I’ve often heard, “That green and gray fungus is killing my tree! See there? It’s all over those limbs!”

The “fungus” referred to is probably lichen.

Lichens are often blamed for the decline and death of numerous shrubs and trees in landscapes. That’s not too surprising because these unusual plant-like organisms are commonly seen on the exposed limbs and trunks of declining or dead shrubs and trees.

But look carefully and you’ll find them on fence posts, gravestones and rocks.

Actually, lichens rarely have anything to do with causing poor growth or death of shrubs and trees. Instead their appearance is often related to damage from environmental stress or poor management. Exposed limbs on damaged plants simply give lichens access to the sun they need for growth with little competition.

These often inconspicuous, hardy and adaptive plants are a combination of a fungus and an alga. This union, or symbiosis, produces a long-lived organism that does not look like either the fungal or algal partners. Both partners contribute to the growth of the lichen. The alga uses photosynthesis, like other plants, to produce food while the fungus supplies water and essential minerals and produces a structure that protects the alga from extreme environmental conditions.

Lichens colonize a wide range of exposed surfaces of limbs, stumps, fence posts, soil, rocks and other living and nonliving objects. They are firmly attached to these hard surfaces.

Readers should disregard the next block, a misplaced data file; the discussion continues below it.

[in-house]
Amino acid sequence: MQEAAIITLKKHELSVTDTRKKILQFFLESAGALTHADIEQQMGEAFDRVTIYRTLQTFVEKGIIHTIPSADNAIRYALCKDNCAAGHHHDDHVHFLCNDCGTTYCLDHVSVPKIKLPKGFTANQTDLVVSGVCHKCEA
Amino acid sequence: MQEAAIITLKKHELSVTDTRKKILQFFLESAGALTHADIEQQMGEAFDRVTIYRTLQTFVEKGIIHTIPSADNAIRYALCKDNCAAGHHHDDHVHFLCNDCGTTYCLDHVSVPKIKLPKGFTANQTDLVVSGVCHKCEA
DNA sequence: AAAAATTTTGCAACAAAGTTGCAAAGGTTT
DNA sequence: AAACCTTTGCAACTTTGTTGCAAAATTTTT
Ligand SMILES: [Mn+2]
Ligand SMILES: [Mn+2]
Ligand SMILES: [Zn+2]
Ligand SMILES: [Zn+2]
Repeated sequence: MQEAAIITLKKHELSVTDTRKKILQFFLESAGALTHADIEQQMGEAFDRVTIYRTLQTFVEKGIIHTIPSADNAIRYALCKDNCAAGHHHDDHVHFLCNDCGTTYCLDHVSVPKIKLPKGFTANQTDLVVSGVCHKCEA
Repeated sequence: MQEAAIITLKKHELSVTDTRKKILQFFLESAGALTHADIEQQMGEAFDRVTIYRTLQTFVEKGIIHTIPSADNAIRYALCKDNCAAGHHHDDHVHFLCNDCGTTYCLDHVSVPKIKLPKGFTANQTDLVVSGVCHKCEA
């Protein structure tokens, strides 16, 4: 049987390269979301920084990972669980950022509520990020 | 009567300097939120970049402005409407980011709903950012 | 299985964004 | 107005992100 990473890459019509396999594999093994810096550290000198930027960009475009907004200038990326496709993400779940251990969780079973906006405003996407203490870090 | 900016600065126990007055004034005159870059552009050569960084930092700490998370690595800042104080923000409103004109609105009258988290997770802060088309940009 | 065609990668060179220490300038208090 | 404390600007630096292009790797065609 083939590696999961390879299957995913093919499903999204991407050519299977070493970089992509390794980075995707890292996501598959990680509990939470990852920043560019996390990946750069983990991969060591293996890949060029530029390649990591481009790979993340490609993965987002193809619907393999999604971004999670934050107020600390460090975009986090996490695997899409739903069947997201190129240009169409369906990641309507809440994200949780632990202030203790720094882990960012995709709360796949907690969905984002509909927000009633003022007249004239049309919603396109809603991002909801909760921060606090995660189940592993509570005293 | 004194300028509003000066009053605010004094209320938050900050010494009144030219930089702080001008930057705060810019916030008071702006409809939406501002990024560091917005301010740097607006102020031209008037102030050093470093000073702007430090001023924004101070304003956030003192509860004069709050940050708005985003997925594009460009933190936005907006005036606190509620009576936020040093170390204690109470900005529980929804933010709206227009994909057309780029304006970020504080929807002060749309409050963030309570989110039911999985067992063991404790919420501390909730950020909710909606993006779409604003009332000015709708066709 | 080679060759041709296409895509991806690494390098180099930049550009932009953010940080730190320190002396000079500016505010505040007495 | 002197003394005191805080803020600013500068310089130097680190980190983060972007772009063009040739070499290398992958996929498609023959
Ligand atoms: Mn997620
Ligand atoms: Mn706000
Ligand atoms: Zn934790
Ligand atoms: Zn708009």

They are most numerous on limbs and trunks of large mature trees and shrubs in full sun, particularly those plants with badly thinned canopies. Most lichens will not thrive on heavily shaded twigs and branches of healthy woody plants.

Few lichens are found in areas with high levels of ozone, sulfur dioxide, acid rain and other common air pollutants. As such, lichens are a indicator of good air quality.

One way to think of lichens is as the engine light on your car’s dashboard. When the engine light comes on, we know that is an indicator of what is going on in the engine. We wouldn’t expect a mechanic to fix our dashboard; rather he will fix the engine so the indicator light is not on.

Lichen is the dashboard indicator light that your tree or shrub is having problems.

Good plant vigor is the best defense against lichens. Heavy infestations of lichens are most common on shrubs and trees in declining or poor health. Following recommended establishment, watering and fertility practices will promote the development of a thick leaf canopy, which will inhibit lichen growth on twigs and limbs. Better growing conditions and soil fertility may stimulate new plant growth and, ultimately, suppress the lichens.

Light pruning of affected limbs will remove some lichens and stimulate new shoot growth, which may help shade out the remaining lichens. Trees and shrubs in extremely poor condition often will not respond to better care and should be replaced.

Presently, no pesticides are registered for the control of lichens commonly found on the twigs and branches of shrubs and trees. If you want to spray with a fungicide, you may reduce their numbers, but you are not addressing the real cause of them — poor tree health.

For more information on tree health, the Angelina Extension office will hold a seminar at 6:30 p.m. Feb. 17. Jordy Herrin, our district forester with the Texas A&M Forest Service, will be the featured speaker. There is no fee for the program, which will be held at the Extension office.

Cary Sims is the county Extension agent for agriculture and natural resources for Angelina County. His email address is cw-sims@tamu.edu.

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